The period in the 1920s and 30s when alcohol was banned nationwide in the US was a volatile time. It led to an explosion of organised crime, hundreds of thousands of moonshine-related injuries and deaths, and only a moderate reduction in the use of alcohol. The US missed out on untold millions of tax dollars in that 13-year period of prohibition, a particularly tumultuous economic time that included the great depression of 1929.
Few people would argue that prohibition was a good idea. Although it may have reduced liver damage and moderately reduced alcohol consumption, it increased crime, led to thousands of deaths from poisoned alcohol, and unfairly targeted working-class Americans. Any benefits from reducing the sale and production of a harmful drug were minor compared to the unintended consequences of criminalisation.
Looking back, that reality seems absurd. Although alcohol could be regulated more (it has been linked to seven different forms of cancer), it seems obvious that we prefer living in a culture in which we are free to drink without risk of being poisoned, criminalised or shot by a modern day Al Capone…
Unfortunately, we don’t have the same luxury with other drugs. We’ve never lived in a time when heroin use was taxed, when LSD was a regulated part of mainstream culture, or when MDMA could be bought from an off-license. We have never had regulated access to these substances; they were taken away from us almost as soon as they appeared.
The harms that drug policies cause are largely invisible to us, because they persecute drug users in marginalised parts of society more than the privileged. But, because of these policies, kids are being poisoned by adulterated drugs and a lack of education and harm reduction initiatives make overdose deaths much more frequent than they should be.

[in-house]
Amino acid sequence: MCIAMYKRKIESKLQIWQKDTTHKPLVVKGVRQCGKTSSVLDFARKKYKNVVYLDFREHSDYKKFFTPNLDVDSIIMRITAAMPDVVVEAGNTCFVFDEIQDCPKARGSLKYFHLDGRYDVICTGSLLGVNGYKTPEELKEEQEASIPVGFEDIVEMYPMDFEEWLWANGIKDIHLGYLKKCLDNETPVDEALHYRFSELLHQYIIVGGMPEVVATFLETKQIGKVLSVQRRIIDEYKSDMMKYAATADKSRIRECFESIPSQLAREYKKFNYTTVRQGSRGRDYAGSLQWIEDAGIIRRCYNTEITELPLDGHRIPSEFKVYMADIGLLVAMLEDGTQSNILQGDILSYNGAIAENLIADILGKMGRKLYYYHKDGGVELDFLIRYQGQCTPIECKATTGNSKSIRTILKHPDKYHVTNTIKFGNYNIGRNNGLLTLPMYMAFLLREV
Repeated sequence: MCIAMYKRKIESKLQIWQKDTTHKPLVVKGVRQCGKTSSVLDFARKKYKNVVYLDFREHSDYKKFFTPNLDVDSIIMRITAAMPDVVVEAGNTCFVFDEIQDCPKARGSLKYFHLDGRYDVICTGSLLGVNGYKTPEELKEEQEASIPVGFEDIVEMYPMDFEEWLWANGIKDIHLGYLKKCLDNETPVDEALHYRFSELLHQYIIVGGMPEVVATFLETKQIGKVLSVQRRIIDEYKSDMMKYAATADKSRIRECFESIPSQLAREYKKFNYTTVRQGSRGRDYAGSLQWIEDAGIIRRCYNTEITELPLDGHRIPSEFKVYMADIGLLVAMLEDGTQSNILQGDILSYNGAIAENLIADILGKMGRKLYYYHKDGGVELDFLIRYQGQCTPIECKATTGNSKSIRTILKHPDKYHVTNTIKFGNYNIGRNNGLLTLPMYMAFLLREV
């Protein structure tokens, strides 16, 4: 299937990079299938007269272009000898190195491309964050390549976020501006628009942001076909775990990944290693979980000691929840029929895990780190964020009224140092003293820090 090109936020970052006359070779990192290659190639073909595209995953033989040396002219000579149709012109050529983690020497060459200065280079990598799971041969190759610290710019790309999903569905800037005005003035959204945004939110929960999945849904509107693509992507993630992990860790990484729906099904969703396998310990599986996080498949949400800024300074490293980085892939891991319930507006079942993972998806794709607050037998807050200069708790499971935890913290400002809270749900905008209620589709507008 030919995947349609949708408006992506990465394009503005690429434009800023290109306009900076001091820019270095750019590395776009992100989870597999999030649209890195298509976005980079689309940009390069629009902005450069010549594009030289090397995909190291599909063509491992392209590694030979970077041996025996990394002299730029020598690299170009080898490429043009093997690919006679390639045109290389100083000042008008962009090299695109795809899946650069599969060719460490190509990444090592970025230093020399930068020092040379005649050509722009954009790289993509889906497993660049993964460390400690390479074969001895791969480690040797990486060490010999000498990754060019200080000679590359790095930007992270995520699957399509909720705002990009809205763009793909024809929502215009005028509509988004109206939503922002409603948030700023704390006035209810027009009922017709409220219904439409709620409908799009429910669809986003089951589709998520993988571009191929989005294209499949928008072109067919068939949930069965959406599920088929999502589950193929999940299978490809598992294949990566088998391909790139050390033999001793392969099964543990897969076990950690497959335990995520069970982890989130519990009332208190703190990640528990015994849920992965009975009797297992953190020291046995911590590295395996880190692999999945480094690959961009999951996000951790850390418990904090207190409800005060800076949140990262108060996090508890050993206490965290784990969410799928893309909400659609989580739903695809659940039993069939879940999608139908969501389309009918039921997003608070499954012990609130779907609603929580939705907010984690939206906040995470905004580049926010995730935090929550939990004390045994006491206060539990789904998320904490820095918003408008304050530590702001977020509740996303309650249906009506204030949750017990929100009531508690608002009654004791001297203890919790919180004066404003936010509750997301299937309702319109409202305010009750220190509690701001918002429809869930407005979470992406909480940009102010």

We should learn from the failure of alcohol prohibition. Not only are people needlessly suffering under the ‘war on drugs’, the government is also missing out on a huge amount of tax. Take Colorado. Cannabis has been legal there for three years now, and tax revenue comes in at 200 million dollars per year. Already in 2015, Colorado earned more in tax revenue from cannabis than from alcohol.
The worry that decriminalisation will increase drug use is unfounded: in Portugal, where drugs have been decriminalised for years, drug usage has remained at very similar levels. Where decriminalisation probably won’t change overall drug use, the current scare tactics employed by prohibitionist governments could actually be encouraging more drug use. The Montana Meth Project, a campaign that produced scare-tactic billboards and posters in 2005 to discourage kids from taking meth, actually made people less scared of drugs.
People just don’t respond to such scare tactics. In the information age, people want to know the facts (and have very easy access to them), and won’t be put off by exaggerations and myths. When people know they’re being lied to, they’re unlikely to listen.
We don’t have the benefit of most drug use previously being regulated and ubiquitous, like alcohol was before prohibition. It’s harder for us to see the contrast in harms—because legal, regulated recreational drug use has never been as widespread as alcohol consumption. We have to see the evidence of harm and look at examples such as Portugal, where decriminalisation is making a positive difference.
If we are to pull ourselves out of today’s epidemic of drug harm, we need to learn the lessons of alcohol prohibition, not ignore them.
Lead photo: Detroit police inspecting equipment found in a clandestine underground brewery during the prohibition era / NARA